Personal Luxury Cars: The Cadillac Eldorado

For almost 50 years, the Cadillac Eldorado was the epitome of the personal luxury car. Originally built as a show car to mark the anniversary of Cadillac, the Eldorado morphed first into the ultimate Cadillac model, then into a caricature of the 1970’s, and finally into a soulless car that reminded us more of what we lost, than it did of personal luxury.

In 1953, only 532 Eldorado’s were made. It was rare, expensive, and a trend setter. Priced at over twice the value of the Series 62 car, the Eldorado immediately grabbed the title of the ultimate personal luxury car. With distinctive body panels, and styling cues by Harley Earl, it set the trend for all other American personal luxury cars. 1956 saw the addition of the coupe version, called the Eldorado Seville, and 1957 saw the penultimate Eldorado, called the Brougham. The Brougham was a four door hardtop with rear-hinged doors, a stainless steel roof, air suspension, and the first power memory seats. The car cost $13,074 dollars, which was more than a new Rolls-Royce Silver Cloud. It was the ultimate Cadillac, and even included a perfume atomizer of Arpege, Lanvin of Paris perfume, a dry bar setup with stainless cups, makeup kit, cigarette case, and writing tables. The car shown below is listed presently on eBay at a price of $160,000 dollars.


The 1960’s saw the Eldorado Seville disappear, and the convertible version assembled by Pininfarina of Italy. GM and Pininfarina had a long relationship, but the cars eventually suffered in build quality. Otherwise the Eldorado was simply fancier versions of standard Cadillacs that used trim usually reserved for the Fleetwood Sixty Special. During the earlier parts of the decade, rooflines were more squared off than other Cadillacs, but eventually the differences became less and less. By 1964, the only difference between a standard Cadillac and an Eldorado was the missing fender skirts.


1967 marked a milestone in the evolution of the Eldorado. General Motors styling chief Bill Mitchell penned the new front-wheel drive E-body “personal” Cadillac. Crisp styling, a smaller wheelbase, and better performance brought the Eldorado in the present day, though GM sacrificed the convertible for the new design. Sales grew to give Cadillac their best year ever, despite the car’s high list price. By 1970, the car had a 500hp engine, lost its hidden headlights, and grew a “halo” vinyl roof.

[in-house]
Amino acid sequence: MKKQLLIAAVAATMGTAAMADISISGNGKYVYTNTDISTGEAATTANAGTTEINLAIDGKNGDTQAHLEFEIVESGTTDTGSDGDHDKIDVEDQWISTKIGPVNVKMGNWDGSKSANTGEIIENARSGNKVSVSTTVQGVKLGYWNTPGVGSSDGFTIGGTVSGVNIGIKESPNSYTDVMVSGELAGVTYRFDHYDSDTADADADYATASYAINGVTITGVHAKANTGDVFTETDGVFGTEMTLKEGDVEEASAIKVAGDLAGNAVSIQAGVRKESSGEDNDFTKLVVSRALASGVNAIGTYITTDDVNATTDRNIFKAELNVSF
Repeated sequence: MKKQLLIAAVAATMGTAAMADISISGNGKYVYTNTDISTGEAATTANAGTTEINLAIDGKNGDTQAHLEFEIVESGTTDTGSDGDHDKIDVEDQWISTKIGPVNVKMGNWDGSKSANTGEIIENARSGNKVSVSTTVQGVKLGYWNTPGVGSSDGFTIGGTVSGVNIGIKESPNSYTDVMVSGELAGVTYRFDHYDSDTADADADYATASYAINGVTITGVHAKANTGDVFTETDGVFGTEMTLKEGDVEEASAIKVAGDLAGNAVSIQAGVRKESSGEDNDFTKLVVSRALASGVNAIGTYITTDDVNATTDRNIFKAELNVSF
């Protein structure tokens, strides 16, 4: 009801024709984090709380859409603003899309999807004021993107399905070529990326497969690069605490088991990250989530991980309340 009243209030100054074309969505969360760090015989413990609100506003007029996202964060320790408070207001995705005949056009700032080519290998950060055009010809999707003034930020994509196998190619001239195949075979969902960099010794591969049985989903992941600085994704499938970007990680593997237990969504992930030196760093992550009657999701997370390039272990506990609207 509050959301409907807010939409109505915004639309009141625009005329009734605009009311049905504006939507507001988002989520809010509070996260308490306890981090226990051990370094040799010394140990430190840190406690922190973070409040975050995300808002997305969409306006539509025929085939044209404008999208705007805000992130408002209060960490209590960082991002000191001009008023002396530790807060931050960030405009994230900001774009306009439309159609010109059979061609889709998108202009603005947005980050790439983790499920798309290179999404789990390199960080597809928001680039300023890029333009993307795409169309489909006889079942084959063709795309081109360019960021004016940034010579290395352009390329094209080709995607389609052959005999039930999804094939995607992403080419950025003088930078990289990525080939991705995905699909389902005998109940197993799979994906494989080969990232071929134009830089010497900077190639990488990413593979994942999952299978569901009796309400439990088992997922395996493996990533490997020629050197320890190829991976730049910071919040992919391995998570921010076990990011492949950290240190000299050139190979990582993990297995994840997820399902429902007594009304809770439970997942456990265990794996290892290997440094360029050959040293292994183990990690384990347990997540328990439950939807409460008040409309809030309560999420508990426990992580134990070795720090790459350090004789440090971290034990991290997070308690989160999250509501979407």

General Motors redesigned the Eldorado again in 1971, and added a convertible. The new model regained its length, fender skirts, and big car feel. This Eldorado reflected the attitude of luxury car buyers of the decade, with padded halo vinyl roofs, opera windows and pillowed velour seating. The new body would stay in production until 1979, making it the largest Cadillac available after the 1977 downsizing. In 1976, Detroit stopped building convertibles, and the Eldorado was “The Last American Convertible.”


By 1979 there was the need for another redesign of the Eldorado. Most other car models had already been downsized, and the Eldorado was starting to look ridiculous by comparison. In fact, during the 70’s the car was a favorite of the “Superfly” customizers, and the mere sight of the Eldorado started to make people laugh. The new body was smaller and more angular, with an extreme notchback roof design. The 1957 Brougham stainless steel roof was resurrected for this body, as was the Biarritz name. The car also had a new HT-4100 engine, that turned out to be terrible. Sales were excellent, in spite of the faults, and the new style sold over 100,000 units by 1984. Cadillac also reintroduced the convertible in 1984, much to the horror of those that bought and hid away the 1976 “Last American Convertible.” They expected to cash in on the cars value, and even unsuccessfully sued GM.

By the mid 1980’s things were starting to go wrong for Detroit. The Eldorado was downsized again, losing 16 inches off the length, most of its style and class, and all of its personal luxury car cachet. Detroit had been told to prepare for high gasoline prices, and drastically slashed at their luxury cars, only to see gas prices fall. Sales dropped by 60%, and it was the one of the worst failures for any model. For buyers that were used to large luxury cars, the tiny compact sized Eldorado made no sense. Finally a redesign in 1988 attempted to regain some of the lost Eldorado look, and sales improved slightly.

The end of the Eldorado came in 2003, with hardly a whimper. Sales of the redesigned 1990’s version never regained popularity, and the new cars were never “luxury.” Today, only the early models, the Brougham, and the “Last American Convertibles” are seen as collectible. Like a Hollywood screen star, the Eldorado reached the height of fame and popularity, only to fade away into obscurity. The Cadillac Eldorado remains the ultimate example of a “personal luxury car,” and the automotive equivalent of the Newport, Rhode Island “Gilded Age” mansion.

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